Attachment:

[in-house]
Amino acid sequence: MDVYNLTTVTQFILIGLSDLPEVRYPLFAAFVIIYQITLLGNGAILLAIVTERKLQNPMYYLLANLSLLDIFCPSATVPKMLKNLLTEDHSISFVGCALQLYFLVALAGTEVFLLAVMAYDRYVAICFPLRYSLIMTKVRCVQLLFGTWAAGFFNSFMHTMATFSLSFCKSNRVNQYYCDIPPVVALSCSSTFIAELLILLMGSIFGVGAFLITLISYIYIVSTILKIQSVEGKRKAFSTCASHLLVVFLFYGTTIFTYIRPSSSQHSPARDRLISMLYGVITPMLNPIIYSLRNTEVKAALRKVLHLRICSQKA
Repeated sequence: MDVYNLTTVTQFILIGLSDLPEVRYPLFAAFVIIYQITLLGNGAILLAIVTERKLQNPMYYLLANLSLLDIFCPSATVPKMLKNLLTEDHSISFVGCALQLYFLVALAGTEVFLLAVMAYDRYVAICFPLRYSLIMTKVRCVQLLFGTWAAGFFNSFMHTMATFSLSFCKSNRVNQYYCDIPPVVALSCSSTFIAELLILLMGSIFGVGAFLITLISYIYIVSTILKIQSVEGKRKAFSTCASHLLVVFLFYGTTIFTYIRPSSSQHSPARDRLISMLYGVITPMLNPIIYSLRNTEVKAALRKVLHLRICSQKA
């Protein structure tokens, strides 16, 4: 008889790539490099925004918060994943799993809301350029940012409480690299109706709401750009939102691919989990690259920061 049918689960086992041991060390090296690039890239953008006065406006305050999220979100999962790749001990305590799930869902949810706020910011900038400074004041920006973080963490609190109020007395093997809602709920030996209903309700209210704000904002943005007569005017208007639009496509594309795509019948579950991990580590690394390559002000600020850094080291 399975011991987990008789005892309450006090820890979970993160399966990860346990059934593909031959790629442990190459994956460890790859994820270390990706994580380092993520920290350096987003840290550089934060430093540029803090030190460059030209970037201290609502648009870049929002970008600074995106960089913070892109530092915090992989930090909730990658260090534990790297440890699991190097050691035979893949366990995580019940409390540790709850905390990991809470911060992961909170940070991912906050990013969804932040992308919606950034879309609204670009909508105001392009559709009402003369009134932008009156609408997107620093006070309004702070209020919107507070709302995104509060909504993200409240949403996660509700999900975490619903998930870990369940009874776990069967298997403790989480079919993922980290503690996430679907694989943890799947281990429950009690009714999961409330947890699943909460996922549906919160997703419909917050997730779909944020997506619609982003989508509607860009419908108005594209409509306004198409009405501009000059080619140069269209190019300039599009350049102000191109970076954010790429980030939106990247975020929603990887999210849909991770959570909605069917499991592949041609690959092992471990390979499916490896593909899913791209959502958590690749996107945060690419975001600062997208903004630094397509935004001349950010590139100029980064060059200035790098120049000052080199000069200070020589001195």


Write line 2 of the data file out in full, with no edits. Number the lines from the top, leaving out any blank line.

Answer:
Amino acid sequence: MDVYNLTTVTQFILIGLSDLPEVRYPLFAAFVIIYQITLLGNGAILLAIVTERKLQNPMYYLLANLSLLDIFCPSATVPKMLKNLLTEDHSISFVGCALQLYFLVALAGTEVFLLAVMAYDRYVAICFPLRYSLIMTKVRCVQLLFGTWAAGFFNSFMHTMATFSLSFCKSNRVNQYYCDIPPVVALSCSSTFIAELLILLMGSIFGVGAFLITLISYIYIVSTILKIQSVEGKRKAFSTCASHLLVVFLFYGTTIFTYIRPSSSQHSPARDRLISMLYGVITPMLNPIIYSLRNTEVKAALRKVLHLRICSQKA